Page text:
Facebook’s Very Bad Day; Warner Bros. CEO Steps Down

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Facebook Bans Elizabeth Warren Ads About Breaking Up Facebook


It be like that sometimes. Facebook’s stock had its worst day of 2019, falling more than 3.3% following a laundry list of terrible news: investors are still reeling from PTSD associated with The Social Network’s bombshell pivot to a “private” (LOL) messaging platform, the departure of Chief Product Officer Chris Cox, and a downgrade from Needham.

And it probably didn’t help that Facebook came up short this weekend when it came to removing videos of the New Zealand shooting. No bueno.

How about that local sports team?

It’s a rare condition, this day and age, to read any good news on the newspaper page.” Zuck knows what I’m talking about, amirite?

Unless you live in East Bumf*ck (sup, Middle America) you may have noticed a new feature on Facebook dubbed “Today In” which features local news. Currently available in some 400 cities, the local news feed is running into a major issue: there isn’t enough of it.

You see, the ‘Books algorithms need at least 5 news sources per day to aggregate a feed worth a damn. This reporting relies on the “Daily Planets” of the world to churn out police blotters and blood drive stories for said local townspeople. But the lack of local reporting has proven to be a roadblock.

Ironically enough, Facebook did its part in killing the local-newspaper star. Nearly 1,800 local papers have shuttered their doors in the past decade and a half. On its way to hoovering nearly 60% of all digital ad revenue (along with Google), Zuck and Co. have all but vanquished the small town newspaper.



Define quid pro quo.

Warner Bros. Studio and Kevin Tsujihara are breaking up after news broke that Mr. Tsujihara was carrying on an extramarital (yet consensual) relationship with actress Charlotte Kirk. The former chief executive of Warner Bros. made promises of preferential treatment (think: Harvey Weinstein) in return for the relationship, all-the-while acknowledging that doing so may be damaging for his career (spoiler alert: it was).

Tsujihara, who had been with the studio for the past 25 years, isn’t the only legacy WarnerMedia exec to lose his seat at the table. He’ll join former head of HBO Richard Plepler and former head of Turner channel TV networks Tim Levy on the job market. Of course, the difference is that Plepler and Levy were the victims of circumstance (i.e. restructuring) and Tsujihara was just, well, a complete and utter scumbag.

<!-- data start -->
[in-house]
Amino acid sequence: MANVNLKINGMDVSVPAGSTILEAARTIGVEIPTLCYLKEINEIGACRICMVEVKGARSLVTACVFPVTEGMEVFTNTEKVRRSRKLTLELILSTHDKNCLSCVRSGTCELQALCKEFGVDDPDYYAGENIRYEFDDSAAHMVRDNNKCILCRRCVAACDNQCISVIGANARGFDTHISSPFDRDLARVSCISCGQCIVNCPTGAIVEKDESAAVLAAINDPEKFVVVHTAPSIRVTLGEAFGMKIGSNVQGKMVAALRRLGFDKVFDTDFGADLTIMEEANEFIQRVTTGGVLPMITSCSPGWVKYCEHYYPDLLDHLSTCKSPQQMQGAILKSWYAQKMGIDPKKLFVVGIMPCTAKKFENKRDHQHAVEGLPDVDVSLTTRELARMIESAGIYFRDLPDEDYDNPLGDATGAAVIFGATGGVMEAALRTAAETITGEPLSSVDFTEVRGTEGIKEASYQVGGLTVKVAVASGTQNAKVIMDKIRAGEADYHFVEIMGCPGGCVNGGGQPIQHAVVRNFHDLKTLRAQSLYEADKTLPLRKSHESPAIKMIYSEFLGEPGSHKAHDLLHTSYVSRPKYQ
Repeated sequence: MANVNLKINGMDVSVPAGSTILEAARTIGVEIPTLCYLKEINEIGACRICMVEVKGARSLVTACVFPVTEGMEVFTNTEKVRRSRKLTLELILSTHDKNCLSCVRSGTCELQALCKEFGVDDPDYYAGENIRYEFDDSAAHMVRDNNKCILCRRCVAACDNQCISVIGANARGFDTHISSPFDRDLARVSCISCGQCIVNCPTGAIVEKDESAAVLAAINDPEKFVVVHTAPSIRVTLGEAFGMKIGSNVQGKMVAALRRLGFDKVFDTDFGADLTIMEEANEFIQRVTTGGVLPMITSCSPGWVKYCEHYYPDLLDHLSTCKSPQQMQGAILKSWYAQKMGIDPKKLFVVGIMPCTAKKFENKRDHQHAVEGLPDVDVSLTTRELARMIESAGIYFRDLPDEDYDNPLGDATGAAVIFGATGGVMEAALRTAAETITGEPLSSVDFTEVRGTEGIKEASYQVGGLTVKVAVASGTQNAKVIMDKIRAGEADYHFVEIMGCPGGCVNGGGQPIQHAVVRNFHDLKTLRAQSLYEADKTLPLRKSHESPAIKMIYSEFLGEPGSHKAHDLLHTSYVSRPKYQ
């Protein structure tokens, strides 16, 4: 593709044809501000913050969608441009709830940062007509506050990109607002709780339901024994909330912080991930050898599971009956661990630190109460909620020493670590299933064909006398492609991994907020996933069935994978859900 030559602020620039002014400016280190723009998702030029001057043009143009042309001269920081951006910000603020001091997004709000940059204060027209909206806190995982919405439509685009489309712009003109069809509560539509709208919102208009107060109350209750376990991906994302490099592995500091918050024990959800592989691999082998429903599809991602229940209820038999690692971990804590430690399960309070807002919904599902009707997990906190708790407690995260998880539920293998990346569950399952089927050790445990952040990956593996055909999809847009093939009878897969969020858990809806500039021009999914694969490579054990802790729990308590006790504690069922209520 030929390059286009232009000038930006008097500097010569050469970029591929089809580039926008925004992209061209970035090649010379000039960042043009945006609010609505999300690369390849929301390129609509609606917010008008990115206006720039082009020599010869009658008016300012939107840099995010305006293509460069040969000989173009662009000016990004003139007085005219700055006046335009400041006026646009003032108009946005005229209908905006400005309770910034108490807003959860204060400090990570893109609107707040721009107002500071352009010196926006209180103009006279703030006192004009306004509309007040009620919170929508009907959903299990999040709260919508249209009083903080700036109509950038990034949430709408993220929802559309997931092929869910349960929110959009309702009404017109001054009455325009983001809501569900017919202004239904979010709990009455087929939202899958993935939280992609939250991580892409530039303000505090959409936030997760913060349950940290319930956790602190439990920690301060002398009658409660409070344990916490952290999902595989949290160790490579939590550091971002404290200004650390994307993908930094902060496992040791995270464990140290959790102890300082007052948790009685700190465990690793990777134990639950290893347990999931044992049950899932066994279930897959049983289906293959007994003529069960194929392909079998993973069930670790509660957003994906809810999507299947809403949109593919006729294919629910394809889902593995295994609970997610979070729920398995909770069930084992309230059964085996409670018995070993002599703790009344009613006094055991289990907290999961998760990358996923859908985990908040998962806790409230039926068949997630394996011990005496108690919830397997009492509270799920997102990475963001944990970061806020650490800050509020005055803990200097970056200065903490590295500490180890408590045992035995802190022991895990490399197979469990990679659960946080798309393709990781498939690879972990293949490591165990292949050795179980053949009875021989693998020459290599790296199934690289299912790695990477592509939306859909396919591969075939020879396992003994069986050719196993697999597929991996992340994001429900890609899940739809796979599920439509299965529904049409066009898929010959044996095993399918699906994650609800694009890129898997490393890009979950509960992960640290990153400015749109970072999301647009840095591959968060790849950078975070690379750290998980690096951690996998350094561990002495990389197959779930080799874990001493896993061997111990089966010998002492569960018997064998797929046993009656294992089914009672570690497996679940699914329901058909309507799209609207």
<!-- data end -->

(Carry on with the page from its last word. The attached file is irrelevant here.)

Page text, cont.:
In the interim, it appears that senior execs will carry the rock while WarnerBros searches for a replacement. The importance of who’s at the top will only increase later this year as AT&T plans to launch a streaming service to rival Netflix.



Electronic payments are rapidly becoming one of the world’s hottest industries. Turns out taking advantage of drunk people shopping online generates massive profits … in addition to buyer’s remorse.

In what appears to be the payment processing industry’s biggest deal to date, Fidelity National Information Services has agreed to buy payment processor Worldpay for $35B. Including debt, the deal is expected to total closer to $43B.

Fidelity is a fintech which provides software for payment processing services (among other things) to banks while WP provides the actual services that allow merchants to process payments. The goal here is to create a “one-stop shop,” appealing to e-commerce payment companies as well as to provide better fintech solutions to Worldpay’s customers.


The dominoes are starting to fall in the fintech/payment industry. Earlier this year Fiserv bought First Data Corporation for $22B and bank credential validation company Plaid paid $200M for wealth management and brokerage data aggregation company Quovo.

The point is, it’s safe to assume we can expect a lot more consolidation in the space as firms jockey for the right to process billions in online payments.




  • ESPN and UFC have orchestrated a knockout deal allowing the world-wide-leader to stream (on the ESPN+ app) 12 UFC fights per year for the next 7 years. ESPN and the UFC are going to need more than a little luck when pitting a dying medium (cable) and a second tier sport against millennials attention spans and wallets.


  • Need a lyft? It’s no secret that the ride-hailing Uber-fighting pink-mustachioed company is looking to go public this year. The only question was how much would the company be worth? Lyft is looking to IPO at a valuation of $21B to $23B, or $62 to $68 per share. *Cue Gandalf gif* And so it begins. Lyft’s IPO kicks off a year that expects to see massive public offerings from other “unicorn” startups like Uber, Pinterest, and Slack.


  • More Vacancy. Marriott sees you Airbnb. And it’s fighting back. The global hotel chain announced a plan to open 1,700 new hotels over the next 3 years. Things have been a little iffy after purchasing Starwood hotels in 2016. Of the new openings, 56% will be outside the US, in Asia Pacific, the Middle East, Africa, and Latin America.


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